Getting your Cat to the Vet – Survival 101

Does getting your cat to the vet conjure up images of a terrifying horror movie?! The fur is flying, blood-curdling screams send chills down your spine, and your arms are shredded from those dagger-like claws! Veterinary visits can be terrifying for you, your cat and the veterinary team. Because of this many cats do not receive regular veterinary care and sadly for some cats, the only time we see them is when they are so sick it is too late. We want to look at your cat when it is healthy and right away when you suspect something is amiss. Preventative care and early medical intervention is the number 1 way to do the best you can to keep fluffy with you for as long as possible. So here are some tips and hints to help you help fluffy get the best care you can provide!

  • We highly recommend using a carrier. It keeps your cat contained in the vehicle and at the hospital. Choose a hard-sided carrier. Ones that have a front door but also have a top that opens or comes off are the most cat-friendly.
  • If you don’t have a carrier – call us- we can help! Give us a call, and we can lend you one.
  • Teach your cat that their carrier is a safe, familiar place. This starts long before the vet visit. Put the carrier in a safe and familiar place in the home. Put in some soft, comfy bedding, and you can even put in a piece of clothing with your scent on it. Place treats and catnip or toys in the carrier. You may also be able to teach them to go into the kennel on command. This process may take weeks to months – but it will be worth it. Then once they like their kennel, start training them to be comfortable with trips out to the car and back to the house and eventually for short trips in the car.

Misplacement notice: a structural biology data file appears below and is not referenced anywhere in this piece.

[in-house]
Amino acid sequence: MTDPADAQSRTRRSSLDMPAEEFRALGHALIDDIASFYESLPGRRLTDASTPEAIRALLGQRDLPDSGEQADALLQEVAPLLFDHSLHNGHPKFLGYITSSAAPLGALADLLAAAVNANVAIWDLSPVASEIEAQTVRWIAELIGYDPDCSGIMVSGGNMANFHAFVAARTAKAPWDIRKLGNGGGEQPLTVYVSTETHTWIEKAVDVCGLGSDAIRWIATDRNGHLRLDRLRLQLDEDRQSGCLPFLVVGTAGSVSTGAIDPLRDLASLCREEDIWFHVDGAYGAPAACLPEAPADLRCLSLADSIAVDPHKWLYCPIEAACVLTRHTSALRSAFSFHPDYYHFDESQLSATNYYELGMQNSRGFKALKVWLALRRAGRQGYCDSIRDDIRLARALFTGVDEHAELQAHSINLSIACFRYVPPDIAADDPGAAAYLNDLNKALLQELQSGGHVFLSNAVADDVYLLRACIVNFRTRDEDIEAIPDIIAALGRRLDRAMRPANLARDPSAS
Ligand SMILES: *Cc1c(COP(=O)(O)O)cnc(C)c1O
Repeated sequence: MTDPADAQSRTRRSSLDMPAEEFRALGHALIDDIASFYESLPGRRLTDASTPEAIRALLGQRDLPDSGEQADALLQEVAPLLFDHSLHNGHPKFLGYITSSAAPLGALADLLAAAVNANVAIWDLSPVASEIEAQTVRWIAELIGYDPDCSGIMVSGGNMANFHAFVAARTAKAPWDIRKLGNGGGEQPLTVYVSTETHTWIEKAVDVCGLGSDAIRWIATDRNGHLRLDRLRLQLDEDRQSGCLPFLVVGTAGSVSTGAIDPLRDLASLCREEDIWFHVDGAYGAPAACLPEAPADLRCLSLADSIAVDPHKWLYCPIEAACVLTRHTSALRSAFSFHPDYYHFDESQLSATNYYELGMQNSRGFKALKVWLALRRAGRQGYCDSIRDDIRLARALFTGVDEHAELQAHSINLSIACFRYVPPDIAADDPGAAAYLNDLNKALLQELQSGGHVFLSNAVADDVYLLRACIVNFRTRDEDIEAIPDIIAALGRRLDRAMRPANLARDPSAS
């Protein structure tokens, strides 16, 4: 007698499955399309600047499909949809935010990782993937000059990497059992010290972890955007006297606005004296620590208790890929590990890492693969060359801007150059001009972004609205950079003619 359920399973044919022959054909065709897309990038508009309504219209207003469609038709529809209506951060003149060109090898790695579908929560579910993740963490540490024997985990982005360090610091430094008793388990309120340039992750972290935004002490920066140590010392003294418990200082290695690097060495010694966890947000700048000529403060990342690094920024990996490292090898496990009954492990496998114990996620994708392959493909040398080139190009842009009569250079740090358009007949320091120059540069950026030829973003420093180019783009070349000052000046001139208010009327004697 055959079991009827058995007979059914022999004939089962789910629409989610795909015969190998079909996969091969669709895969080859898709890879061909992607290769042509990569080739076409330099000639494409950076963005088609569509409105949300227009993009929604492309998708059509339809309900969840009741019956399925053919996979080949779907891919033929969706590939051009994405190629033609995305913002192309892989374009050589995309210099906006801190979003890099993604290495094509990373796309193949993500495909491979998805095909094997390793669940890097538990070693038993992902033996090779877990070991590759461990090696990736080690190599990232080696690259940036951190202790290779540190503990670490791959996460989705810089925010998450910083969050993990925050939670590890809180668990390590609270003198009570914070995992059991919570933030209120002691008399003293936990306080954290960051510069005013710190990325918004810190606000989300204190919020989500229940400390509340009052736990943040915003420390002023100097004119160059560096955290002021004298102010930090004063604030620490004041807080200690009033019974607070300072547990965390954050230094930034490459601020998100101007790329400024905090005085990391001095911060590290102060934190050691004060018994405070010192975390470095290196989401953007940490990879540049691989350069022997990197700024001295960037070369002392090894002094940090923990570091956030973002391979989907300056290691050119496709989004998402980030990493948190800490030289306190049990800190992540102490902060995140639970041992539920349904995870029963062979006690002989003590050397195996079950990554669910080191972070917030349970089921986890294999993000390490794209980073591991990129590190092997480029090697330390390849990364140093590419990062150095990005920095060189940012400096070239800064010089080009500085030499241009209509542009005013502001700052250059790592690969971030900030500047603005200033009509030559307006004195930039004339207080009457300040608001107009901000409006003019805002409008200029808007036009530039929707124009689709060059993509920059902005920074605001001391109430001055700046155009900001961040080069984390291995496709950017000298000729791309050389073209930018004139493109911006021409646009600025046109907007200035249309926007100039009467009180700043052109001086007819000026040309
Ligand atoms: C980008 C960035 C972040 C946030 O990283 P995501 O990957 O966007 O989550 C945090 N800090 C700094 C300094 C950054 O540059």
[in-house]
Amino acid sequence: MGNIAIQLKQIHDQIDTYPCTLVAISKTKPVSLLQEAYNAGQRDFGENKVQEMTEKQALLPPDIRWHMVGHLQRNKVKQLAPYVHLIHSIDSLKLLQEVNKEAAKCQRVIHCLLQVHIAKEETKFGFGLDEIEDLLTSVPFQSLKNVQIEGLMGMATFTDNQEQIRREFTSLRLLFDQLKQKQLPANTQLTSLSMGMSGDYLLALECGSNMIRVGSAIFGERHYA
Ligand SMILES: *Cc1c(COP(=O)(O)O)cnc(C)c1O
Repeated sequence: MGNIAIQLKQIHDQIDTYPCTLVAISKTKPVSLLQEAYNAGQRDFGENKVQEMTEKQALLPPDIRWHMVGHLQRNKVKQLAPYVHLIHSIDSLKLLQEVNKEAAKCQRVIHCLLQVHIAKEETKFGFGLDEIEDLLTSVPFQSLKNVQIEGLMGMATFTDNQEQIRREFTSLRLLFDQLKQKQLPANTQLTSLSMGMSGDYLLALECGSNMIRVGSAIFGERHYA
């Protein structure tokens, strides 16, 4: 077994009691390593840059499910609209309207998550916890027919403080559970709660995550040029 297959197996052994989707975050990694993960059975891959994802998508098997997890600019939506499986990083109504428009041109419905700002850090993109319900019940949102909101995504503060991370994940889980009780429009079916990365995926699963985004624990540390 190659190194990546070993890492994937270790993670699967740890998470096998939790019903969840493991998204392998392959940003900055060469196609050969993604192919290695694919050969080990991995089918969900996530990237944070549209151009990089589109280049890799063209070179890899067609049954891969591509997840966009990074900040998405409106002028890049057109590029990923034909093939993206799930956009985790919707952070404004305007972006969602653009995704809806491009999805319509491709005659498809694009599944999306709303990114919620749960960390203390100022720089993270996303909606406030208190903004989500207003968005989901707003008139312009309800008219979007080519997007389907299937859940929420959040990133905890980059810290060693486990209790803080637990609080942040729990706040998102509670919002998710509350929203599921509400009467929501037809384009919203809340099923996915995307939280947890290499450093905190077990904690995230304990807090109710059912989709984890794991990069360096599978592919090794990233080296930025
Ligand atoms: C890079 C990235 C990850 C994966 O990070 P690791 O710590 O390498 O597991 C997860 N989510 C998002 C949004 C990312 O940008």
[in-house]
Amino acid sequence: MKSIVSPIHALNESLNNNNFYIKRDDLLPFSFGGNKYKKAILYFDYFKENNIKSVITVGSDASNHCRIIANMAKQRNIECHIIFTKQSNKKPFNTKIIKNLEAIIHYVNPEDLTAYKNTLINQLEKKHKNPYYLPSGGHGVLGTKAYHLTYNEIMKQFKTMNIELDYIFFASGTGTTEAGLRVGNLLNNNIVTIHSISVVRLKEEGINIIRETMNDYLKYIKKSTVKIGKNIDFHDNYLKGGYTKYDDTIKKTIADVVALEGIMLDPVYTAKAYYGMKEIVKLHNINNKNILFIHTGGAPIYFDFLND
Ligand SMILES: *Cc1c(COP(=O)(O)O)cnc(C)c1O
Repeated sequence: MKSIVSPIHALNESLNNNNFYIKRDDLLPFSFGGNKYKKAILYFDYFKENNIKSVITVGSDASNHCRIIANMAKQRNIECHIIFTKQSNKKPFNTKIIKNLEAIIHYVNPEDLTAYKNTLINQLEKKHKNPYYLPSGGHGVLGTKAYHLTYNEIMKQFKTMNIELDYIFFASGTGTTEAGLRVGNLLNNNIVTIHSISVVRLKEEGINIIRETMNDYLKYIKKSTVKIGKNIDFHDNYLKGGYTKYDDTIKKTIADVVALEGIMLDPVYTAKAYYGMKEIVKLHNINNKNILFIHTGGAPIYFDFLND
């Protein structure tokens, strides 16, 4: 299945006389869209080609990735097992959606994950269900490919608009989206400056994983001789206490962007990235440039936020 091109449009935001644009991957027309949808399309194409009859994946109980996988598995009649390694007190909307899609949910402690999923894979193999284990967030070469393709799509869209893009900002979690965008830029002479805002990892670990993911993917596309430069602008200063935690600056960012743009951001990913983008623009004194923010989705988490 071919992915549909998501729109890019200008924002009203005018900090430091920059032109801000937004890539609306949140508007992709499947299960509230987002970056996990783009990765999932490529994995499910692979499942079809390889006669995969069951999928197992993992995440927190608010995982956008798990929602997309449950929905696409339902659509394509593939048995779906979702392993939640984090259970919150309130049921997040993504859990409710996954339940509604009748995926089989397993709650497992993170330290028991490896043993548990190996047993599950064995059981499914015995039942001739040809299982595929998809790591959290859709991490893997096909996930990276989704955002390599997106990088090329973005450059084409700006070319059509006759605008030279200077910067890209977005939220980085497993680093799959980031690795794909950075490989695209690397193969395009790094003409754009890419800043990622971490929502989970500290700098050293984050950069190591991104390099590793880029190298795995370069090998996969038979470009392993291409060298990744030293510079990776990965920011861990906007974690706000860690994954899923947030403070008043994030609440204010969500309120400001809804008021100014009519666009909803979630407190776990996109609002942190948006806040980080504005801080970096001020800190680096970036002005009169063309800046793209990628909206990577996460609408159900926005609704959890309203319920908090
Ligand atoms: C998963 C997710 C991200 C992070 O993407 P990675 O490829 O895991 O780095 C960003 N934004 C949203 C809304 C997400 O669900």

• If your cat is not used to a carrier but needs to go to the vet right away- here are some tips: you may need the help of a second person to help hold the carrier and close the door, you may also want to wear thick clothing with long sleeves and sturdy leather gloves that still allow good hand movements, get you, the carrier and the cat into a room with little to no furniture or things the cat can hide in/on/under. Move slowly, do not chase the cat, encourage them with treats/toys, you can try securely wrapping them in a towel and placing them in the carrier, or if you can handle them- pick the cat up and put them in – sometimes this means you have to be a bit sneaky and either take off the top of the carrier- set them in it and quickly get the top and door on, alternatively – you can try to stand the carrier on its end with the open door facing up and holding the cat up over the carrier allowing you to lower them into it.
  • Use a dark blanket to cover the carrier to help the cat feel safe and protected.
  • Transport only 1 cat per carrier – the only exception would be small kittens or kittens and their mother.
  • Feliway – this is a synthetic feline facial pheromone analog spray that helps calm the cat. It should be spayed in/around the carrier and on any blankets in the carrier at least 30 minutes before placing them in it.
  • Medications: Gabapentin – this is a medication that is becoming widely used to help reduce the anxiety that cats feel at the vet. Cerenia is an anti-nausea medication that can also help make their trip more pleasant. These medications may be prescribed – call your veterinary team to inquire.
  • We offer evening and Saturday appointments that are sometimes quieter and more convenient for you.

Online resources

Written by Dr. Nichelle Peck